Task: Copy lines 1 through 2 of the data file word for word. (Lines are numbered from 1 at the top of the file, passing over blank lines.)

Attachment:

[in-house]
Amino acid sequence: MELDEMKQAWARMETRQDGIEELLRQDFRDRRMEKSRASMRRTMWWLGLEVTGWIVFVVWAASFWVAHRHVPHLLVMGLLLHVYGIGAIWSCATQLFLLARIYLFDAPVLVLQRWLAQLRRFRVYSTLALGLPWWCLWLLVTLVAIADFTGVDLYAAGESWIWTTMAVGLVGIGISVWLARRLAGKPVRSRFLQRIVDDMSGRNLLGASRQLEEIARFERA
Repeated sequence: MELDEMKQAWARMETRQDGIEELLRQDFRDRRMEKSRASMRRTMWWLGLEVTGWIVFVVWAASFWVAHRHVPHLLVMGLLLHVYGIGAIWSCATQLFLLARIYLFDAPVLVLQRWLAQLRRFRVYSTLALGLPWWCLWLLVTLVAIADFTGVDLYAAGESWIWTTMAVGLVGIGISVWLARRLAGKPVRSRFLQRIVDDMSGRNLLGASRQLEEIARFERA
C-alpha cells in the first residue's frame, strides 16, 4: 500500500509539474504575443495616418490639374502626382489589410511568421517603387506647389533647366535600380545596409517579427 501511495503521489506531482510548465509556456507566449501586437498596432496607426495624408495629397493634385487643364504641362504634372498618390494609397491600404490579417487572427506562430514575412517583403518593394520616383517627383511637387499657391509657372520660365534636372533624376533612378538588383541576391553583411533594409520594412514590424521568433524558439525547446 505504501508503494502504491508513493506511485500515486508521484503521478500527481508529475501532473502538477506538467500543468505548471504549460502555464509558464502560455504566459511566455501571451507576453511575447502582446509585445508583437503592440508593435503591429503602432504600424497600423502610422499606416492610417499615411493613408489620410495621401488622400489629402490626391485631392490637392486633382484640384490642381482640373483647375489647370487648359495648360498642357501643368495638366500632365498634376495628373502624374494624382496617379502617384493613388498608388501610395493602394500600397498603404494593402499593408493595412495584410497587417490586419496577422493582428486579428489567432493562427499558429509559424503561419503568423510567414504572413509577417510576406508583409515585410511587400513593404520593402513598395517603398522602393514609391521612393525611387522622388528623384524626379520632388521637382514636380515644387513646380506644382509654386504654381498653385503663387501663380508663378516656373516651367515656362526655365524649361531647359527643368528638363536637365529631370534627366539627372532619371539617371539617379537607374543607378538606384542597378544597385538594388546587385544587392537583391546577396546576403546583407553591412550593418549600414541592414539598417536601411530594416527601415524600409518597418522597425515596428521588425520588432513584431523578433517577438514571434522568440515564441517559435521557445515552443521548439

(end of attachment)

[in-house]
Amino acid sequence: MELDEMKQAWARMETRQDGIEELLRQDFRDRRMEKSRASMRRTMWWLGLEVTGWIVFVVWAASFWVAHRHVPHLLVMGLLLHVYGIGAIWSCATQLFLLARIYLFDAPVLVLQRWLAQLRRFRVYSTLALGLPWWCLWLLVTLVAIADFTGVDLYAAGESWIWTTMAVGLVGIGISVWLARRLAGKPVRSRFLQRIVDDMSGRNLLGASRQLEEIARFERA